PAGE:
In February 2020, Foster had articles published in It’s a Southern Thing and the Montgomery Advertiser. He wrote about the Lillian E. Smith Center in Clayton, Georgia for the former publication and contributed a “Love Letter to Montgomery” for the latter’s series. You can click on the red links to access them.


Foster’s most recent book Closed Ranks: The Whitehurst Case in Post-Civil Rights Montgomery was released in November 2018 and is available in paperback and e-book formats. The release was covered by the Montgomery Advertiser, WSFA, and The Crime Report. If you missed that event or others, the Read Herring bookstore has autographed copies in stock. You can also read the Alabama Writers Forum’s review of the book.

To schedule a signing or book talk, please use the contact form on the About page. While you might think of these as public events that occur in bookstores or on college campuses, Foster will also schedule invitation-only readings and discussions with book clubs, civic organizations, and school groups.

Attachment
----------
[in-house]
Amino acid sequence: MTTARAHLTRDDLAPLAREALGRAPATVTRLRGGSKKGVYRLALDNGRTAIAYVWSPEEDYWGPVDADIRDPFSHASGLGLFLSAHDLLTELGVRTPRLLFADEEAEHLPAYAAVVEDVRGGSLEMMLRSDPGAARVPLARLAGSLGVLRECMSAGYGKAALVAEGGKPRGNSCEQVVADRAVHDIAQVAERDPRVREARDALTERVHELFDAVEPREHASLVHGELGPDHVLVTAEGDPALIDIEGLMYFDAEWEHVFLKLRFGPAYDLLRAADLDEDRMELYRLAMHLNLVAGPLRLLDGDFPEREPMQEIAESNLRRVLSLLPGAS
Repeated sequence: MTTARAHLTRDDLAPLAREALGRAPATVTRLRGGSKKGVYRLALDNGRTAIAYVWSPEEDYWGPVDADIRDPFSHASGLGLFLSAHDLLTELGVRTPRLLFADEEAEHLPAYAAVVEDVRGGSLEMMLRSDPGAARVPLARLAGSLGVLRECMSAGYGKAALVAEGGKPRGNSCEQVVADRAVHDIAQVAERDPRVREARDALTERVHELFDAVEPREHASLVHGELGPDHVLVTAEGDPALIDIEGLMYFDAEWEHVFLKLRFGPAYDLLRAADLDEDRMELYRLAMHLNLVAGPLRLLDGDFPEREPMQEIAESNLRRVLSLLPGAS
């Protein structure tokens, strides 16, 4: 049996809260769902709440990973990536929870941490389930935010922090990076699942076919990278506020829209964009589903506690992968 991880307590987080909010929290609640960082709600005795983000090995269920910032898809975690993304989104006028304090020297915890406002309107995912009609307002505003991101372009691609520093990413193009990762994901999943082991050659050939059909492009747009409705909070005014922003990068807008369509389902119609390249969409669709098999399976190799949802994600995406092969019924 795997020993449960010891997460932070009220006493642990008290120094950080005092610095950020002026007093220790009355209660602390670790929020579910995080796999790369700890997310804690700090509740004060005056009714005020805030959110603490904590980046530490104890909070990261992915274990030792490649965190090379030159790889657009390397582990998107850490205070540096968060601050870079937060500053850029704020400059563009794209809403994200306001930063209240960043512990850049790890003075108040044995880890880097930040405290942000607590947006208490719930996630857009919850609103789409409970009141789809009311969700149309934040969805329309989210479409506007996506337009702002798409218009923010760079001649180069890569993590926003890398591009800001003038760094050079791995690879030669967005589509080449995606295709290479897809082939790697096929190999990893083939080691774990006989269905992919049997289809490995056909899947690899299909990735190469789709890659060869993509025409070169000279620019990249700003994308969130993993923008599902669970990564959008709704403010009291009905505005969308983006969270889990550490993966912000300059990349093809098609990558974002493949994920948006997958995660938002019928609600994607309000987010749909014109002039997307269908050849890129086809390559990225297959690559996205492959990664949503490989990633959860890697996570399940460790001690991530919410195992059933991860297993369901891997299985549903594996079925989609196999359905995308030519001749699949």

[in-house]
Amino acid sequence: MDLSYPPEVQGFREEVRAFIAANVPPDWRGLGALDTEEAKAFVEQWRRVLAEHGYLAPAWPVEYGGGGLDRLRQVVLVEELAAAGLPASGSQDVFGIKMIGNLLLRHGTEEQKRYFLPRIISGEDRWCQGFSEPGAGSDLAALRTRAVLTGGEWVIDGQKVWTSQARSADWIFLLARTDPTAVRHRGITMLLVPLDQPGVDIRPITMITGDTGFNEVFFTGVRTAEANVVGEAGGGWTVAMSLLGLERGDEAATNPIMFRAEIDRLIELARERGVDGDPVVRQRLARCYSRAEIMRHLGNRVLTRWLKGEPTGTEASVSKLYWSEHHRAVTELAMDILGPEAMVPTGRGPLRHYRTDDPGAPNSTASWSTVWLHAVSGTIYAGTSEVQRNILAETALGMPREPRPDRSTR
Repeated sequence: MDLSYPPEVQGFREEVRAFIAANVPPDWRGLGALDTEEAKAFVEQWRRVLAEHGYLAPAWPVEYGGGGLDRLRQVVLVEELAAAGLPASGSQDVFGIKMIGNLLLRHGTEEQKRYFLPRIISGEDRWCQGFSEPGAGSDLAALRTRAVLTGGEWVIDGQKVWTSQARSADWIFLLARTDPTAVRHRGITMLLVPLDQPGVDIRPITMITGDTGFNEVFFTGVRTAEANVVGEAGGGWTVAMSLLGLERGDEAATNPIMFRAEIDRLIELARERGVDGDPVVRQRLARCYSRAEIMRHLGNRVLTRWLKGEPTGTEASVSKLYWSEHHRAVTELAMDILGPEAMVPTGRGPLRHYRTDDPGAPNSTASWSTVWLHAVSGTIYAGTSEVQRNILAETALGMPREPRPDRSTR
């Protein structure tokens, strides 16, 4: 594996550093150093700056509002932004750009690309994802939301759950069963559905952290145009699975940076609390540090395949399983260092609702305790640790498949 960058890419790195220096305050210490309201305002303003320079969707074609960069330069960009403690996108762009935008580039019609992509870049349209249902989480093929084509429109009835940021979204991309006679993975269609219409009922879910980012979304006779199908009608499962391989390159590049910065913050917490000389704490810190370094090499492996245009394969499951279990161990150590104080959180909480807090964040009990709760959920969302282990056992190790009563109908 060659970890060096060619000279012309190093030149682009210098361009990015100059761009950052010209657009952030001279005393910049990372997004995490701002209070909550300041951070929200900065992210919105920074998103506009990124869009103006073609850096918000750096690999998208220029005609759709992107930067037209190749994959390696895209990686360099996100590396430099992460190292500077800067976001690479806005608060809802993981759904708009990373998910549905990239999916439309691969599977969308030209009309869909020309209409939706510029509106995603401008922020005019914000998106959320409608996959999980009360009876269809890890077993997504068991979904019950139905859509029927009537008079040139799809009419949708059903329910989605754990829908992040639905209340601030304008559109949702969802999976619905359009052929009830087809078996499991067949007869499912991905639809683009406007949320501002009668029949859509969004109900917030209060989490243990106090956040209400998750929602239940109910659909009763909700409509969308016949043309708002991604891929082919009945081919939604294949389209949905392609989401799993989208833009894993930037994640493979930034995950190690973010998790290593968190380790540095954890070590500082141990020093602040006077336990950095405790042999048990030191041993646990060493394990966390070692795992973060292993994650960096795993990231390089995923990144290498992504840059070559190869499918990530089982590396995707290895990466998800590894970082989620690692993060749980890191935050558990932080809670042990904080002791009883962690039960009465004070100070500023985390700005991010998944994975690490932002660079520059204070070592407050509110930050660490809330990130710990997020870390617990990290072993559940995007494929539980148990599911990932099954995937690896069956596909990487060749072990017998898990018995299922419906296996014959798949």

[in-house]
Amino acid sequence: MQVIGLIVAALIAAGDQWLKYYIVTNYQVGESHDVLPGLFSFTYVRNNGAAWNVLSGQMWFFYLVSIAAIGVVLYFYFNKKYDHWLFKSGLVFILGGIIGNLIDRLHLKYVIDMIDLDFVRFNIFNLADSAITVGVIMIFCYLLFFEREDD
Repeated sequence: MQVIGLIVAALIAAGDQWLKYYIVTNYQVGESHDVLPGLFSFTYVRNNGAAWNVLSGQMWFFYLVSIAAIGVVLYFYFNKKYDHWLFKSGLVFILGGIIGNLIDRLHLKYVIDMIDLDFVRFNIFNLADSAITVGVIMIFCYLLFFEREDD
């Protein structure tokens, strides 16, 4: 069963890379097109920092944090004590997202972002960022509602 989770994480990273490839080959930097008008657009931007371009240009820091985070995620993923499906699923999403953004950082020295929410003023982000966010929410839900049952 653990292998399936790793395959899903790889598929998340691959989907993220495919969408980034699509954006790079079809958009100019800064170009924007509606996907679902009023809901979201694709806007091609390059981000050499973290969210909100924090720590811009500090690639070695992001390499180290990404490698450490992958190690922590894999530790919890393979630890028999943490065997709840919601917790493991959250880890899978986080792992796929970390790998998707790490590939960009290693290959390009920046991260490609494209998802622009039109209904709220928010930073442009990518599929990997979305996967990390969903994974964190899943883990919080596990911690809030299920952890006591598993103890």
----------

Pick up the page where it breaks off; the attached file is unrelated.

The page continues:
Emily Blejwas’ The Story of Alabama in Fourteen Foods was released in July 2019, and the curriculum guide that Foster created for it is available here. The book, published by the University of Alabama Press, is available in hardcover, and access to the curriculum guide is free. To learn more about The Story of Alabama in Fourteen Foods, visit Emily Blejwas’ website.


Any of Foster’s books, including I Just Make People Up about artist Clark Walker and the anthology Children of the Changing South, are available on Amazon and through other national retailers. For a complete listing of Foster’s books, visit his Author Central page on Amazon.


*The photograph that appears in the header of the website was taken on US Highway 80 between Newbern and Selma.